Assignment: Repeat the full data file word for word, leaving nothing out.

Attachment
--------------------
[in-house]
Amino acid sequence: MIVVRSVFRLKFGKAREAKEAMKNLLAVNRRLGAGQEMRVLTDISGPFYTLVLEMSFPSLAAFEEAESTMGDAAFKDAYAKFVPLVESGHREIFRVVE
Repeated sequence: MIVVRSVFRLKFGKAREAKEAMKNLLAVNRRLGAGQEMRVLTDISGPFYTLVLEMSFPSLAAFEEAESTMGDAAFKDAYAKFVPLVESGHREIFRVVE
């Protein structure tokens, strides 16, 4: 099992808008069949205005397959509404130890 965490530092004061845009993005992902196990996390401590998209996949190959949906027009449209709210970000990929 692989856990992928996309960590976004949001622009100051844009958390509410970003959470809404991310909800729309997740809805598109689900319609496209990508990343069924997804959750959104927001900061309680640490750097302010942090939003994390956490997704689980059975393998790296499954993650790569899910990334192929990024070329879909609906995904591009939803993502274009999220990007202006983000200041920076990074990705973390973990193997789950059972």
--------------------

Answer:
[in-house]
Amino acid sequence: MIVVRSVFRLKFGKAREAKEAMKNLLAVNRRLGAGQEMRVLTDISGPFYTLVLEMSFPSLAAFEEAESTMGDAAFKDAYAKFVPLVESGHREIFRVVE
Repeated sequence: MIVVRSVFRLKFGKAREAKEAMKNLLAVNRRLGAGQEMRVLTDISGPFYTLVLEMSFPSLAAFEEAESTMGDAAFKDAYAKFVPLVESGHREIFRVVE
């Protein structure tokens, strides 16, 4: 099992808008069949205005397959509404130890 965490530092004061845009993005992902196990996390401590998209996949190959949906027009449209709210970000990929 692989856990992928996309960590976004949001622009100051844009958390509410970003959470809404991310909800729309997740809805598109689900319609496209990508990343069924997804959750959104927001900061309680640490750097302010942090939003994390956490997704689980059975393998790296499954993650790569899910990334192929990024070329879909609906995904591009939803993502274009999220990007202006983000200041920076990074990705973390973990193997789950059972």